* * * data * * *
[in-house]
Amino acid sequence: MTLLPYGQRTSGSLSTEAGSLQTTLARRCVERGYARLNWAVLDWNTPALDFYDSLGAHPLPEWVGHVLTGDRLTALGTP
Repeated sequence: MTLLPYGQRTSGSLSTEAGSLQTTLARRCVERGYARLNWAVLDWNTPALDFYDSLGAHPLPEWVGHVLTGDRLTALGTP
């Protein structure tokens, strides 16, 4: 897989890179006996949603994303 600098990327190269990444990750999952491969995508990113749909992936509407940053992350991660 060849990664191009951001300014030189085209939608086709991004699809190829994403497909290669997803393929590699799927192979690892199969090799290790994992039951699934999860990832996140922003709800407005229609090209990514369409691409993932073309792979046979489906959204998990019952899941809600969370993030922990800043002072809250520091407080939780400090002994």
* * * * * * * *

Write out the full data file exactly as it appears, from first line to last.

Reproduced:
[in-house]
Amino acid sequence: MTLLPYGQRTSGSLSTEAGSLQTTLARRCVERGYARLNWAVLDWNTPALDFYDSLGAHPLPEWVGHVLTGDRLTALGTP
Repeated sequence: MTLLPYGQRTSGSLSTEAGSLQTTLARRCVERGYARLNWAVLDWNTPALDFYDSLGAHPLPEWVGHVLTGDRLTALGTP
């Protein structure tokens, strides 16, 4: 897989890179006996949603994303 600098990327190269990444990750999952491969995508990113749909992936509407940053992350991660 060849990664191009951001300014030189085209939608086709991004699809190829994403497909290669997803393929590699799927192979690892199969090799290790994992039951699934999860990832996140922003709800407005229609090209990514369409691409993932073309792979046979489906959204998990019952899941809600969370993030922990800043002072809250520091407080939780400090002994």